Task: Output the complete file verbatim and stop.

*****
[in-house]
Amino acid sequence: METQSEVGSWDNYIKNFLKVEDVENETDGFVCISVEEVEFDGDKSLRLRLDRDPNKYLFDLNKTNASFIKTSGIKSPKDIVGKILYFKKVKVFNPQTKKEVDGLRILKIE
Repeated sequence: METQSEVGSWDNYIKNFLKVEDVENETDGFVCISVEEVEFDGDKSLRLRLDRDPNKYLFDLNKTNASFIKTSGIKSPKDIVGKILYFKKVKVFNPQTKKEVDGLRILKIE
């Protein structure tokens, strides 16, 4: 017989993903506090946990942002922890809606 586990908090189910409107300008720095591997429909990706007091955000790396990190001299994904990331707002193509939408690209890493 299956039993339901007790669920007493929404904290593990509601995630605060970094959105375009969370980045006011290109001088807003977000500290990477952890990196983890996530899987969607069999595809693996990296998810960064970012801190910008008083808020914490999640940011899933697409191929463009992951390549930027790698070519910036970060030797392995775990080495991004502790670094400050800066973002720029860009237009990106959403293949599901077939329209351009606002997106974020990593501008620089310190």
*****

[in-house]
Amino acid sequence: METQSEVGSWDNYIKNFLKVEDVENETDGFVCISVEEVEFDGDKSLRLRLDRDPNKYLFDLNKTNASFIKTSGIKSPKDIVGKILYFKKVKVFNPQTKKEVDGLRILKIE
Repeated sequence: METQSEVGSWDNYIKNFLKVEDVENETDGFVCISVEEVEFDGDKSLRLRLDRDPNKYLFDLNKTNASFIKTSGIKSPKDIVGKILYFKKVKVFNPQTKKEVDGLRILKIE
């Protein structure tokens, strides 16, 4: 017989993903506090946990942002922890809606 586990908090189910409107300008720095591997429909990706007091955000790396990190001299994904990331707002193509939408690209890493 299956039993339901007790669920007493929404904290593990509601995630605060970094959105375009969370980045006011290109001088807003977000500290990477952890990196983890996530899987969607069999595809693996990296998810960064970012801190910008008083808020914490999640940011899933697409191929463009992951390549930027790698070519910036970060030797392995775990080495991004502790670094400050800066973002720029860009237009990106959403293949599901077939329209351009606002997106974020990593501008620089310190």